Grimm Grimm, the nomme de guerre of Koichi Yamanoha, has been bubbling away as a project since 2013. When his first album, Hazy Eyes Maybe, was released in 2015, it was to quiet appraisal; an approving yet subtle nod of the head from the music press in his general direction. Now on his third album, Grimm Grimm continues to simmer away, having amassed a healthy social media following and supported the likes of Cate Le Bon and Bo Ningen.
This slow build makes sense in the context of the music. Ginormous is understated and minimalist, betraying an understanding that a sparse timbre works better to let the ideas behind the music breathe. With this in mind, Yamanoha makes sense as a new iteration of the singer-songwriter trope, except instead of a battered guitar, he wields synths and reverb.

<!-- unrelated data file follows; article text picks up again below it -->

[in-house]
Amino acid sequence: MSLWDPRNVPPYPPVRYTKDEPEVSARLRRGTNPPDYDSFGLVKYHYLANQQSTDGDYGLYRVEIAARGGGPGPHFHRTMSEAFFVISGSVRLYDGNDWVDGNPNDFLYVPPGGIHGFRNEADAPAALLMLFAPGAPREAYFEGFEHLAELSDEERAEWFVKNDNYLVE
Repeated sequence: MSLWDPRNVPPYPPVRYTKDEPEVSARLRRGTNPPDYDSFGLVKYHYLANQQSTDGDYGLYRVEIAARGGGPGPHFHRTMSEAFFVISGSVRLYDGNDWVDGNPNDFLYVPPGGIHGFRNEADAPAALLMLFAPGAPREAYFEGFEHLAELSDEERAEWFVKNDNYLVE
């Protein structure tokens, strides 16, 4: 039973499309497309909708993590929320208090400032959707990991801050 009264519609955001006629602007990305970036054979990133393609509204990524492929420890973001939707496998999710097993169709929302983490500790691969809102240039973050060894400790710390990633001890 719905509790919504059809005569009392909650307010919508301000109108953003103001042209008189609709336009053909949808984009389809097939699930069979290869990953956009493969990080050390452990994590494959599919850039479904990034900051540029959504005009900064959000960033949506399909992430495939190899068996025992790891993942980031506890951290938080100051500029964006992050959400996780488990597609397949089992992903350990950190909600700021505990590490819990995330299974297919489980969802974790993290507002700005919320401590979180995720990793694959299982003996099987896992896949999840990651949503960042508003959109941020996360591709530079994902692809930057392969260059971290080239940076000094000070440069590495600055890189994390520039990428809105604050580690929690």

The whole album is intensely intimate, from Paz Maddio’s closely harmonised vocals on ‘In A Glass Jar’ to the quiet optimism of ‘We’ve Never Been This Far Before’. ‘Spomenik’ is a standout track; a musical tribute to the abstract brutalist statues built in Yugoslavia under Tito to commemorate the losses under German occupation. From the echoing percussion to the humming synth melody, it conveys a quiet admiration that such man-made structures can evoke the presence of sublimity. On Ginormous, Grimm Grimm pays tribute to the great indie bands for introverts (Can, Belle & Sebastian, Beach House) while adding another name to their ranks. The perfect album for an introspective rainy day.
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